Reprinted from the Kilgore News Herald: Aug. 8, 2007
Future of theaters rests with local taxing entities
By LESTER MURRAY
They hosted movie premieres and offered an escape from the mud, dust, and noise of an oil field boomtown.
Today, they look deceptively healthy from the outside. Structurally, they are a mess.
Preserving the old Crim and Texan theaters in downtown Kilgore has – almost – been a central point of historic downtown efforts since the original Main Street Program in the late 1980s. It seems everyone likes the idea of preserving the theaters but nobody knows how to finance it.
The Kilgore Historical Preservation Foundation accepted maintenance responsibility of the two structures after the city ended its Main Street Program in 1990. KHPF took on the theaters to prevent them from further deterioration.
Sue Brown, president of KHPF, said she has been involved with the theaters since 1987 and over the years KHPF has been involved to the tune of about $80,000. Brown said studies ranging from environmental issues and to what the theaters could become have all been a part of the history for these two buildings.
“There is a lot of sentimental attachment, I believe, for these two theaters and the people of Kilgore would like to see them useful again,” said Brown.
Both theaters are in constant need of upkeep – from neon, transformers and roof repair to the need for total restoration for the insides of the theaters – and none of it is inexpensive.
“The Texan would be the easiest to get into,” said Brown. “But the cost would still be approximately $800,000 to $1 million.
Both KHPF and the city are looking for grants and matching grants to apply to restoring the interior of the teaters. “KHPF is just a leasing agent. The owners are the taxing entities and the City of Kilgore is the trustee for the two buildings,” said Brown.
“KHPF just wants to work with these entities to preserve the historical aspects of downtown and make these two buildings a useful part of the community,” said Brown.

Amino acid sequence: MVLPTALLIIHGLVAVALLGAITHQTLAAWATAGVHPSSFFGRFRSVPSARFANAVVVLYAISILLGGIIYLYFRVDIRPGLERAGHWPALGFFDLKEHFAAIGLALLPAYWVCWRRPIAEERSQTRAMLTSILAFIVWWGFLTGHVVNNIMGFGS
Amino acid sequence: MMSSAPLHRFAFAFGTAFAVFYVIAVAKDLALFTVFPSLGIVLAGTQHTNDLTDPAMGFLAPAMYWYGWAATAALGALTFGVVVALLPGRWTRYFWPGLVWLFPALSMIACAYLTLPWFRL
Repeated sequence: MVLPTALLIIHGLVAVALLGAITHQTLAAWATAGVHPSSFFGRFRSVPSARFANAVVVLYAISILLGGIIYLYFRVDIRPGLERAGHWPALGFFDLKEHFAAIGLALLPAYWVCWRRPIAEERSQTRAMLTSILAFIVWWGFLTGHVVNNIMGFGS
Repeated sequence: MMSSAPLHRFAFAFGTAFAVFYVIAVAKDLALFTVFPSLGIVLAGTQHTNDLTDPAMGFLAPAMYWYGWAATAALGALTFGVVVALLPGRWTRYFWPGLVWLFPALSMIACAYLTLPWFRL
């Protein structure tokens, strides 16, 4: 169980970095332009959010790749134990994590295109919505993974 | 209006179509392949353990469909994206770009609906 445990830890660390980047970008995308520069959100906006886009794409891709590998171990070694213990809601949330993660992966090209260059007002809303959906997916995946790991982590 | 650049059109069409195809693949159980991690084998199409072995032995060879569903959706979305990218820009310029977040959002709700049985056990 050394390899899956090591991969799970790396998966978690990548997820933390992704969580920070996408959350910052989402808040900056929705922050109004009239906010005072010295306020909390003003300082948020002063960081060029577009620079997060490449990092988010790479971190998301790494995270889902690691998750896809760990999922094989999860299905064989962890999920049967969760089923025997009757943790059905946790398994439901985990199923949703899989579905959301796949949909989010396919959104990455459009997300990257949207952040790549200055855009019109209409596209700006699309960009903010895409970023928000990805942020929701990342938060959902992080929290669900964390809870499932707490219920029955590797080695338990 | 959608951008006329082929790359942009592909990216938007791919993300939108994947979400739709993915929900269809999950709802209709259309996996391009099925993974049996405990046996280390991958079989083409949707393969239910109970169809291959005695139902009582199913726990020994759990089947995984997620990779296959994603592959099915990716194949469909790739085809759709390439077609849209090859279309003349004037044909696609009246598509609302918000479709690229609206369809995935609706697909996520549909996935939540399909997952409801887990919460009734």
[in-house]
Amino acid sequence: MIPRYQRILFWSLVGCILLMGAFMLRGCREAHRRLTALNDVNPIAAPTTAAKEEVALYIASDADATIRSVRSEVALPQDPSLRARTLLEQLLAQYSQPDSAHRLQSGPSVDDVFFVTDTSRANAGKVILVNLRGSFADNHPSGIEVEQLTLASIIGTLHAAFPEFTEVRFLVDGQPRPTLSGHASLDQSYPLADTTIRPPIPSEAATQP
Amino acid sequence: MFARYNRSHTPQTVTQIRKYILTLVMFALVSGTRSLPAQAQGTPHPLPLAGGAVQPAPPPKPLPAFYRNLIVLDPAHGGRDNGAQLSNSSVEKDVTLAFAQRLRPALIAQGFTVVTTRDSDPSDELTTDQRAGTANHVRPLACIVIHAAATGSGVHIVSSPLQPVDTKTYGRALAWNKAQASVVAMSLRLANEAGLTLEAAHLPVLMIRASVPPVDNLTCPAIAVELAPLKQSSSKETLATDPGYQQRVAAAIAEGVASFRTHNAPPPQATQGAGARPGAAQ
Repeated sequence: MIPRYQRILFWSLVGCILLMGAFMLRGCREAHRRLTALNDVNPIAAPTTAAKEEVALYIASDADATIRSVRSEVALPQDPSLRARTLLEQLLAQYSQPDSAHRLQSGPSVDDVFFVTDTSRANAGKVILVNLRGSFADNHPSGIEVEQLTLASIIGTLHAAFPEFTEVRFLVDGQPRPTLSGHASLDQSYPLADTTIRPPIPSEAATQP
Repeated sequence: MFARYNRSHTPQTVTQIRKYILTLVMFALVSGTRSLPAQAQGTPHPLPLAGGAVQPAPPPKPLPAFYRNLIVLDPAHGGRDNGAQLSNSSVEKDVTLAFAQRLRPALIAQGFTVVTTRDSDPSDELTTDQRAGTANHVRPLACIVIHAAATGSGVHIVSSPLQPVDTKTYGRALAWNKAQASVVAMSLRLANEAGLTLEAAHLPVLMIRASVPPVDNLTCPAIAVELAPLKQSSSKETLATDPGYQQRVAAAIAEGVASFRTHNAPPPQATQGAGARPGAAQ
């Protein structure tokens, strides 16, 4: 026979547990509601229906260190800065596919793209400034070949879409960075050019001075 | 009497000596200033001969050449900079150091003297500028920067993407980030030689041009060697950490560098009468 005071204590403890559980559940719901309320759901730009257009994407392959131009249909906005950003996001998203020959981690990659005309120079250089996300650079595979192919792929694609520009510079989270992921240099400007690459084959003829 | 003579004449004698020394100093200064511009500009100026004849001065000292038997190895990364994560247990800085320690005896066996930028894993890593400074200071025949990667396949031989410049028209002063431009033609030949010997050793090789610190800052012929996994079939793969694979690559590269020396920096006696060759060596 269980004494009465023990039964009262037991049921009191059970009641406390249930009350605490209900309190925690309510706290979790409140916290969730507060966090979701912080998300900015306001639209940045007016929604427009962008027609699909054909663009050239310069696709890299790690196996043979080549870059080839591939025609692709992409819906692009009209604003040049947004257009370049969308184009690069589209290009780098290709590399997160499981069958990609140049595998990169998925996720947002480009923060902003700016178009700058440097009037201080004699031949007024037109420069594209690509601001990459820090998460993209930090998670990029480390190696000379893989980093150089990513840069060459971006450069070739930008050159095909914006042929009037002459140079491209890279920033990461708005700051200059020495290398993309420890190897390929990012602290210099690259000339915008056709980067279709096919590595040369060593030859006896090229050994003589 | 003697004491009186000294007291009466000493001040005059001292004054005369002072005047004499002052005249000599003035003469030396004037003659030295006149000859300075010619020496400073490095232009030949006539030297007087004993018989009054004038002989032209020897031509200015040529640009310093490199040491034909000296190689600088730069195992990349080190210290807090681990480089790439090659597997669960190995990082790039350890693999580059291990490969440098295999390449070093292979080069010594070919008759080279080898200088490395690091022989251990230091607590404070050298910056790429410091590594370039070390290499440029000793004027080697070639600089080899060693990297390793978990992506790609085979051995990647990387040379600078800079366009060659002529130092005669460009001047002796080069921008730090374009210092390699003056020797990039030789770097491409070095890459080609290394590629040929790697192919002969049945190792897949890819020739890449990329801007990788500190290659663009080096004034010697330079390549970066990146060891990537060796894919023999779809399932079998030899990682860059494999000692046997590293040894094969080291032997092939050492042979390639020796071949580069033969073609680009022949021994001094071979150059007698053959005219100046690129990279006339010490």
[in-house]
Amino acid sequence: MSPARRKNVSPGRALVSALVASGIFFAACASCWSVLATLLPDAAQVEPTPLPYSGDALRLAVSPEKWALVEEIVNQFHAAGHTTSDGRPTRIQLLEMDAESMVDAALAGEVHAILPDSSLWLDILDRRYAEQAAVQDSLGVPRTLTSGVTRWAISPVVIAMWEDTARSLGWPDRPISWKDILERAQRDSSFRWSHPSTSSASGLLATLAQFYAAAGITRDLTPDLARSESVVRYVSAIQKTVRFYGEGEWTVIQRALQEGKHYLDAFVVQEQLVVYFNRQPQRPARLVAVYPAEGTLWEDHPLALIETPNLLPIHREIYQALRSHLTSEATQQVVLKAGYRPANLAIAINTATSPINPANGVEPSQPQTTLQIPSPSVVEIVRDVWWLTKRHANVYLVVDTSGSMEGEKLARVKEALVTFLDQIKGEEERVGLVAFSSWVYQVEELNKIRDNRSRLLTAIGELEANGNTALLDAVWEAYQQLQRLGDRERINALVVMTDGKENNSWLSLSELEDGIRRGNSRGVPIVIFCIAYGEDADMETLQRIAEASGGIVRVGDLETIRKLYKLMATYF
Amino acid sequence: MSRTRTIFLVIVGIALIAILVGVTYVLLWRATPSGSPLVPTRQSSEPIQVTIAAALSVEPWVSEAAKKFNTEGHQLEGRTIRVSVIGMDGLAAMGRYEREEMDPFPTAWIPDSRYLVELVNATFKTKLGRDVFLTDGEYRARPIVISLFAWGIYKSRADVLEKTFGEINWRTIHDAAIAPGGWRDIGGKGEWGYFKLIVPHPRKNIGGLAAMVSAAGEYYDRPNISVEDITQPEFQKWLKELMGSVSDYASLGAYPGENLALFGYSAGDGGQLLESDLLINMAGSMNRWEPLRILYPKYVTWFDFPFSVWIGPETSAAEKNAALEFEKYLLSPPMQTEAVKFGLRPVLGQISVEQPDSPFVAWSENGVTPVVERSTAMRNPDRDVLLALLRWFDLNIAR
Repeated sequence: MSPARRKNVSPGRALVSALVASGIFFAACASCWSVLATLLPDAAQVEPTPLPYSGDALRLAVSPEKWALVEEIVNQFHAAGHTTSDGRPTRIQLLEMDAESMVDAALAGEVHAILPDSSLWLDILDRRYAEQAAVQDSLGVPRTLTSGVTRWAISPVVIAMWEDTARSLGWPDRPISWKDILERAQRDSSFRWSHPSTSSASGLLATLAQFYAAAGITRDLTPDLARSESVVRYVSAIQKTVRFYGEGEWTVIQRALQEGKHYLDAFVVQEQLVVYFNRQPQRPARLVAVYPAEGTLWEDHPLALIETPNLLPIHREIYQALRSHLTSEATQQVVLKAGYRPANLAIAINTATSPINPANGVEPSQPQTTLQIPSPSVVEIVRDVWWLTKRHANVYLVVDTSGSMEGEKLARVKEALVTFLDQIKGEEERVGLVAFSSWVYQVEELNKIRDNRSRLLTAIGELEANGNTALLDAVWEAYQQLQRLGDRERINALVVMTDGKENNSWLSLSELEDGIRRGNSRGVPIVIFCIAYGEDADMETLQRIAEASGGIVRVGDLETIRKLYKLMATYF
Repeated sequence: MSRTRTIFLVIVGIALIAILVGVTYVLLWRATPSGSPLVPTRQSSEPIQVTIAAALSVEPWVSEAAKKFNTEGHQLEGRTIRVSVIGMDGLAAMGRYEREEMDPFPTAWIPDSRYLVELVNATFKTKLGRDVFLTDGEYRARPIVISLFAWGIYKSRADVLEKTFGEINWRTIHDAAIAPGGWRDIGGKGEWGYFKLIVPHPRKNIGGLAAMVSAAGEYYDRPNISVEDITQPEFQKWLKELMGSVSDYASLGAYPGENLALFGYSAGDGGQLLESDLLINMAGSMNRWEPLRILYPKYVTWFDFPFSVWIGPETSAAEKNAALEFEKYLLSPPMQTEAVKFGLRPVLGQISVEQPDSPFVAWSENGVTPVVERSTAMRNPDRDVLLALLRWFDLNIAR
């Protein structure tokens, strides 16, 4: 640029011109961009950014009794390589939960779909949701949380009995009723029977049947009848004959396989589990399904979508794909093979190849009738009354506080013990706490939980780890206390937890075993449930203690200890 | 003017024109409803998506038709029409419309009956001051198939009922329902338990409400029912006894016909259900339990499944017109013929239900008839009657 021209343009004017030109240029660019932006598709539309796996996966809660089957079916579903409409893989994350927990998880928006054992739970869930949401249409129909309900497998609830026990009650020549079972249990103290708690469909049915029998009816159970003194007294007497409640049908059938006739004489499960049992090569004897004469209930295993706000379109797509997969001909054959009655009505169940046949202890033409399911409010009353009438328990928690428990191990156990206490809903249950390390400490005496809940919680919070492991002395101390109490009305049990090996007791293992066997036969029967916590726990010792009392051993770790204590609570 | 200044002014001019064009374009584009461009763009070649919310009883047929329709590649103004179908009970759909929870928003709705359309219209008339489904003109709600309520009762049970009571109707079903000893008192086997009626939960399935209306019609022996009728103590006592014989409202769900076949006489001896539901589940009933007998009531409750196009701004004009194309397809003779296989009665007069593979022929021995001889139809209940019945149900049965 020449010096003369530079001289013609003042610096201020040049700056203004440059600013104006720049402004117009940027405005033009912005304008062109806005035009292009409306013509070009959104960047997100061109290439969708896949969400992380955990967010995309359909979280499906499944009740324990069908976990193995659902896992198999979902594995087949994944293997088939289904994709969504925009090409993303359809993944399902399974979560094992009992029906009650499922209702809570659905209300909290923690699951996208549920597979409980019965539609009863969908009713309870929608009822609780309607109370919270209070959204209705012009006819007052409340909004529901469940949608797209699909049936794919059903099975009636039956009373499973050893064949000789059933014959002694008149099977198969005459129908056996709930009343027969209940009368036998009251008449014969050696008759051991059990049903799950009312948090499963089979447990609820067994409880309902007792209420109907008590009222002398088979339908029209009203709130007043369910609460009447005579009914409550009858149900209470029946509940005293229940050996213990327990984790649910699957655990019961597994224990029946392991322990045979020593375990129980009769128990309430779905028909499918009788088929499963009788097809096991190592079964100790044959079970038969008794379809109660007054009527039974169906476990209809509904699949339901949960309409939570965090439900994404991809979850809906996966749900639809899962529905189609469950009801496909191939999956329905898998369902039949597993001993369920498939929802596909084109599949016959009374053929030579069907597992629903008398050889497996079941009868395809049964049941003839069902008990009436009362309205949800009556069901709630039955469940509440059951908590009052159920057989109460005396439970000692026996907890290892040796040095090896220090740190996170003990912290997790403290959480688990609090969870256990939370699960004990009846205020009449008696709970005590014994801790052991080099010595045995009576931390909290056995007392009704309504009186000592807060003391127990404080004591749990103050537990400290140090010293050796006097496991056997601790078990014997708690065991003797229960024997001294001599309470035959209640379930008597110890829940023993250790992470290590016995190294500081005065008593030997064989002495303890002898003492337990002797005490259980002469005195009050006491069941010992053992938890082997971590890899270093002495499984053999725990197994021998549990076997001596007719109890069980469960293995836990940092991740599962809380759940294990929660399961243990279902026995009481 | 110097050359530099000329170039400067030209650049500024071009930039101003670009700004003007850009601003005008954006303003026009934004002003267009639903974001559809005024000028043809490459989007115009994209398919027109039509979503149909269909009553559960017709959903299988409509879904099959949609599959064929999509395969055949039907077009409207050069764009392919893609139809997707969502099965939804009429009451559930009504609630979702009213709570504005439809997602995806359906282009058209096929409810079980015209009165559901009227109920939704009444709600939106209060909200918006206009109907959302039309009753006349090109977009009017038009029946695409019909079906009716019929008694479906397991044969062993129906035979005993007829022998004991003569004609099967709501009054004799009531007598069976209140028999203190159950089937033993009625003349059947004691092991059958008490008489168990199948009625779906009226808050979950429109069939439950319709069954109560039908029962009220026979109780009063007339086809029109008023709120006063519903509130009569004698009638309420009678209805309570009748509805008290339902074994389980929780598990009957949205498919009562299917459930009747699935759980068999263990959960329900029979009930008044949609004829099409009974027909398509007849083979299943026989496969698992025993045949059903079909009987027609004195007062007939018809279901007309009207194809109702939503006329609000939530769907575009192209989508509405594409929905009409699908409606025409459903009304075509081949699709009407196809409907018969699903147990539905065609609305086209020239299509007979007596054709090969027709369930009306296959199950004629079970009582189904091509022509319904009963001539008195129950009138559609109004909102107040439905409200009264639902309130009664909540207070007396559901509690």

One study completed several years ago recommended the Crim be used as an auditorium and the Texan as a meeting place.
Both theaters are in need of repair. Leaking roof, moisture problems from sitting empty with no heat or air and even vandalism are problems, according to Brown.
The theaters are now kept up with motel and hotel taxes that have accumulated over the years but when that money is gone, funding will have to come from another source.
Over the last eight months expenses for both theaters totaled $2859, which included approximately $200 a month for utilities. “Usually the average cost for neon repair is $500,”
Leon’s Signs Inc., from Tyler, has been doing the sign work for the theaters since 1989 when they re-finished the original marquee for the Crim.
Michael Mays, electrician for Leon’s Signs, said with equipment this old it is hard sometimes just figuring out where the different transformers are. “I will probably be replacing two transformers and some neon today for the Crim,” said Mays.
“I hope by working with Main Street, researching grants and possibly with support from the community the next step can be taken,” said Brown. “But for these theaters to become more then just a show piece and be working pieces of property it will be up to the owning entities to establish this and operate them once they are functioning,” said Brown.
Fallon Burns, Main Street manager, said responsibility for the theaters falls into a confusing area. “The theaters are owned by all of the taxing entities with Kilgore as the trustee,” said Burns. “The Main Street program has a great interest in restoring these buildings, but it is too early for Main Street to be taking on projects of this size.”
Burns said there are other areas of downtown that need to be addressed now, but the Texan would probably be the first theater to be addressed since it is in the best shape.
“Kilgore city council recently approved putting a new roof on the Crim,” said Burns, referring to a recent insurance claim and settlement. “But there are no formal plans at this time from anyone to address the issue of restoration of the two theaters, which could run into the millions of dollars.”